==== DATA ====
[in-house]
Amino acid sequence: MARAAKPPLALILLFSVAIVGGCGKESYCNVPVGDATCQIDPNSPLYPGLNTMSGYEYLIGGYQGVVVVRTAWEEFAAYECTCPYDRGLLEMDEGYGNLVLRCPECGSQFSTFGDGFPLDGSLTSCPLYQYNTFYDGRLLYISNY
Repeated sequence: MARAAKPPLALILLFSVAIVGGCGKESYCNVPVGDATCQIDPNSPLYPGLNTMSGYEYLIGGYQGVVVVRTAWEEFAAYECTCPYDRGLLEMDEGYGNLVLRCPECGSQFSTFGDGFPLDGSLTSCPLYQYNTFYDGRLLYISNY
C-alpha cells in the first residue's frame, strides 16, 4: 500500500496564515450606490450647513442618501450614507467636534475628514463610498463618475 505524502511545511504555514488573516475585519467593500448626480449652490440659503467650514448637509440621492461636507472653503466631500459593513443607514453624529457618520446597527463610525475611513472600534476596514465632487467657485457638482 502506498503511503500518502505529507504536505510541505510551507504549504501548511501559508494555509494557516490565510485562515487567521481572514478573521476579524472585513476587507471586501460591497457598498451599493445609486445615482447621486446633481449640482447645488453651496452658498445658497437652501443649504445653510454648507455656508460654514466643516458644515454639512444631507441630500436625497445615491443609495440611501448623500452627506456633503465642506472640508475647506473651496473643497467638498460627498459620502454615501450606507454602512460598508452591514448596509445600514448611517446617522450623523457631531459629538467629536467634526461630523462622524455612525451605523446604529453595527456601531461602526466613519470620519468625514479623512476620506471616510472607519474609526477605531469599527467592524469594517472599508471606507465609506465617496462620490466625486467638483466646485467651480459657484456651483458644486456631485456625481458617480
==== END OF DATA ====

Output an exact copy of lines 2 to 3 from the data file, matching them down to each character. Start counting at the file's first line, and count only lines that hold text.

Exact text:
Amino acid sequence: MARAAKPPLALILLFSVAIVGGCGKESYCNVPVGDATCQIDPNSPLYPGLNTMSGYEYLIGGYQGVVVVRTAWEEFAAYECTCPYDRGLLEMDEGYGNLVLRCPECGSQFSTFGDGFPLDGSLTSCPLYQYNTFYDGRLLYISNY
Repeated sequence: MARAAKPPLALILLFSVAIVGGCGKESYCNVPVGDATCQIDPNSPLYPGLNTMSGYEYLIGGYQGVVVVRTAWEEFAAYECTCPYDRGLLEMDEGYGNLVLRCPECGSQFSTFGDGFPLDGSLTSCPLYQYNTFYDGRLLYISNY